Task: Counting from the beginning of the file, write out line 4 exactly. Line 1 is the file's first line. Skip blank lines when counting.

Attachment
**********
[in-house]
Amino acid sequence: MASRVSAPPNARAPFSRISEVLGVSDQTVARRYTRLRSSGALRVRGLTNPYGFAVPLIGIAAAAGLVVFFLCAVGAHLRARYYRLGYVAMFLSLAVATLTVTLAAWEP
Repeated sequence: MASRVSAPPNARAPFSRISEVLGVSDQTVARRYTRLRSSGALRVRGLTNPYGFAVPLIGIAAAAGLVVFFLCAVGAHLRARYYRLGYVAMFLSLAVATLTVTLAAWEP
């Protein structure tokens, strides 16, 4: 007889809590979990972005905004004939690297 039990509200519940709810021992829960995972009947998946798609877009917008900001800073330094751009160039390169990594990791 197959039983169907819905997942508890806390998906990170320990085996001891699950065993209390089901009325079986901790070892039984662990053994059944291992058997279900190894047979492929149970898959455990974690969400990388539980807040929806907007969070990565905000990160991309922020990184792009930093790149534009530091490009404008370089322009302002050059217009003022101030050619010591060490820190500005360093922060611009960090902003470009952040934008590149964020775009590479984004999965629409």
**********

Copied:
């Protein structure tokens, strides 16, 4: 007889809590979990972005905004004939690297 039990509200519940709810021992829960995972009947998946798609877009917008900001800073330094751009160039390169990594990791 197959039983169907819905997942508890806390998906990170320990085996001891699950065993209390089901009325079986901790070892039984662990053994059944291992058997279900190894047979492929149970898959455990974690969400990388539980807040929806907007969070990565905000990160991309922020990184792009930093790149534009530091490009404008370089322009302002050059217009003022101030050619010591060490820190500005360093922060611009960090902003470009952040934008590149964020775009590479984004999965629409």